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Authors: M. L. Buchman

Hot Point

BOOK: Hot Point

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Also by M.L. Buchman

The Night Stalkers

The Night Is Mine

I Own the Dawn

Wait Until Dark

Take Over at Midnight

Light Up the Night

Bring On the Dusk

The Firehawks

Pure Heat

Full Blaze

Copyright © 2015 by M.L. Buchman

Cover and internal design © 2015 by Sourcebooks, Inc.

Cover art by Don Sipley

Sourcebooks and the colophon are registered trademarks of Sourcebooks, Inc.

All rights reserved. No part of this book may be reproduced in any form or by any electronic or mechanical means including information storage and retrieval systems—except in the case of brief quotations embodied in critical articles or reviews—without permission in writing from its publisher, Sourcebooks, Inc.

The characters and events portrayed in this book are fictitious and are used fictitiously. Any similarity to real persons, living or dead, is purely coincidental and not intended by the author.

Published by Sourcebooks Casablanca, an imprint of Sourcebooks, Inc.

P.O. Box 4410, Naperville, Illinois 60567-4410

(630) 961-3900

Fax: (630) 961-2168

To the librarian at the Museum of Flight at Boeing Field. You know why, and all my thanks for it!

Chapter 1

The sharp warning buzz of a critical system's failure crackled through Vern Taylor's headset.

A momentary panic hit him as palpably as the time Mickey Hamilton had gotten drunk and decided that plowing a fist into Vern's chin made some kind of sense.

Vern had just flown his helicopter down into the critical “death zone.” Helicopters that broke between fifty and four hundred feet above the ground were in a really bad place—too high to safely crash and too low to stabilize and autorotate in.

A glance out the window didn't improve the news. The Mount Hood Aviation firefighters' airfield was still two miles ahead. Below him was nothing but a sea of hundred-foot fir trees covering rugged, thousand-foot ridges.

So screwed!

Meanwhile, the more rational part of his brain—that the U.S. Coast Guard had spent six years investing so heavily in training and that four more years of flying to fire had honed—was occupied with checking his main screen on the helicopter's console.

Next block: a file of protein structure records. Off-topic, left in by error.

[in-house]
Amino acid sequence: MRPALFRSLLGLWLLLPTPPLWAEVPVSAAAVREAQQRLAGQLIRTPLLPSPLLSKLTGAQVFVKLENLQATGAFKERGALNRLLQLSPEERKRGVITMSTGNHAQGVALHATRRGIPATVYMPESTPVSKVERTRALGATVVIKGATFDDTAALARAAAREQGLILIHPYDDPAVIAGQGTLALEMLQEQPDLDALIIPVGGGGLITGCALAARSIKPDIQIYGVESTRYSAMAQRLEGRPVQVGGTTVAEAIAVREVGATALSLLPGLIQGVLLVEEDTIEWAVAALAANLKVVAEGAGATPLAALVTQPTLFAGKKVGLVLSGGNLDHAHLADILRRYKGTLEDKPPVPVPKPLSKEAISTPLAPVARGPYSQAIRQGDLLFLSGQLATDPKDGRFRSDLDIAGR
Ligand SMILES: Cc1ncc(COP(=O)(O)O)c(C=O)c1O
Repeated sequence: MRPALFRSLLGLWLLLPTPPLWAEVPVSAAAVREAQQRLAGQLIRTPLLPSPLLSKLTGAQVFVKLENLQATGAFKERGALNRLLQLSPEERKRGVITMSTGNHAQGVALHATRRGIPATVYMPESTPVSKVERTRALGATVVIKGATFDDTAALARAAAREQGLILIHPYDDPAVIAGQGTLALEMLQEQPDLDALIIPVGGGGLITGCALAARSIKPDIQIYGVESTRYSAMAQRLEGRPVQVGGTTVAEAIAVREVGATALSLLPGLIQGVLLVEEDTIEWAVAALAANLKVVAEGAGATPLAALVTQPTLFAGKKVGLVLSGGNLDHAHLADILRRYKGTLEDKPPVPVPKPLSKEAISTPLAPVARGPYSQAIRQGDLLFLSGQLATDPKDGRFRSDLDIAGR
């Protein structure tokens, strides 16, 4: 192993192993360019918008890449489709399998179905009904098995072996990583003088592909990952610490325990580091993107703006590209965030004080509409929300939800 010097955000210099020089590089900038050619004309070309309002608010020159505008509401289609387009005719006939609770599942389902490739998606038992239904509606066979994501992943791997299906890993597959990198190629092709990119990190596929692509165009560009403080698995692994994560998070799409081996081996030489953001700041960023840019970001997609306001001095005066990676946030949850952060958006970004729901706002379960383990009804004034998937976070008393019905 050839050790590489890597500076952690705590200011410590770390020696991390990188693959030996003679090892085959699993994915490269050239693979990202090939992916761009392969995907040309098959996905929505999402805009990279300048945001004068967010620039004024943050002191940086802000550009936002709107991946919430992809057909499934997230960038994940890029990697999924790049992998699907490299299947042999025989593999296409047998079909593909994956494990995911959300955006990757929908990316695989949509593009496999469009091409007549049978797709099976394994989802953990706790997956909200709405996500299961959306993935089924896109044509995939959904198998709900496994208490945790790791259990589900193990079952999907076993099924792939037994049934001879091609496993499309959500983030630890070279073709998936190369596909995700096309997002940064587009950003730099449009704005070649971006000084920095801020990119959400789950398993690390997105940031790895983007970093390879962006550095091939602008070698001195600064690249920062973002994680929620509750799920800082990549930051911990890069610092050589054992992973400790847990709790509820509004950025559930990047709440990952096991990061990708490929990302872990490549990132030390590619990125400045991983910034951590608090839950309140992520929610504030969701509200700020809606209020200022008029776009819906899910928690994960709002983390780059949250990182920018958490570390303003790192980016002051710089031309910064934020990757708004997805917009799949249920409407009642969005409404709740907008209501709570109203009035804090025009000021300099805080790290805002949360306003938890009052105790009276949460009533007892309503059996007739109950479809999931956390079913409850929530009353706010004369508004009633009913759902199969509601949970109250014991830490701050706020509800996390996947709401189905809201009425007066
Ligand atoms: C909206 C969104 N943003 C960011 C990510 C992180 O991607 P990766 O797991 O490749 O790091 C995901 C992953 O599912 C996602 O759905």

He located the flashing, bright red warning. Hydraulic failure in the primary circuit.

He smelled no burning rubber or hot metal.

Several things happened simultaneously.

The first thing was being seriously ticked off that the helicopter was trying to kill him.

Vern had been type-certified in the massive, ten-thousand-pound firefighting helicopter for precisely thirty-two hours and—a glance at the console clock—seventeen minutes. It simply wasn't fair to be killed on his second day flying this sweet machine.

The second thing that happened was he actually read the flashing message: #2 PRI SERVO PRESS. The backup hydraulic-pressure warning system wasn't reporting any problems, which meant it was still running to cover the failure of the #2 pump's pressure.

Vern double-checked.

No secondary alarm.

He wiggled the cyclic joystick control with his right hand, which altered the pitch of the blades to control his direction of flight.

His chopper wiggled exactly as it should. The back pressure of the controls against his dry palm felt normal.

He tried restarting his breathing. That worked as well.

Then—with the practice of a hundred drills that had felt like a thousand under MHA's chief pilot Emily Beale's watchful eye—his left hand came off the collective control alongside his seat long enough to grab the correct circuit breaker among the eighty other breakers, switches, and controls that made up the overhead console attached to the chopper's ceiling.

He pulled on the breaker that shut down the #2 Primary Servo pump.

The alarm went silent, and the blinking red warning on the screen shifted to a steady red glow. Then his hand returned to the collective, completing everything that really needed doing.

The third thing that happened—all in the same moment, as far as he could ever recall—was the thought that Denise Conroy, Mount Hood Aviation's chief mechanic, was going to kill him even if the helicopter had decided not to. Breaking one of Denise's birds on your second day flying it solo and expecting to survive unscathed was downright foolhardy.

The pilots generally agreed that upsetting the head of MHA's helicopter maintenance team was not to be considered a life-prolonging experience.

Nor was disappointing Emily Beale, who had only certified him in the Firehawk yesterday morning. The four years he'd flown the little MD500 for MHA wouldn't count for squat if he dinged up their newest twenty-million-dollar bird.

He followed the other two Firehawks back into camp. They were the massive Type I juggernauts of the heli-tack firefighting world, able to deliver a thousand gallons of water and foam or retardant to a wildfire. Only a few helicopters could carry more, and those were all far less agile machines. This chopper ruled the wildfire helitack sweet spot.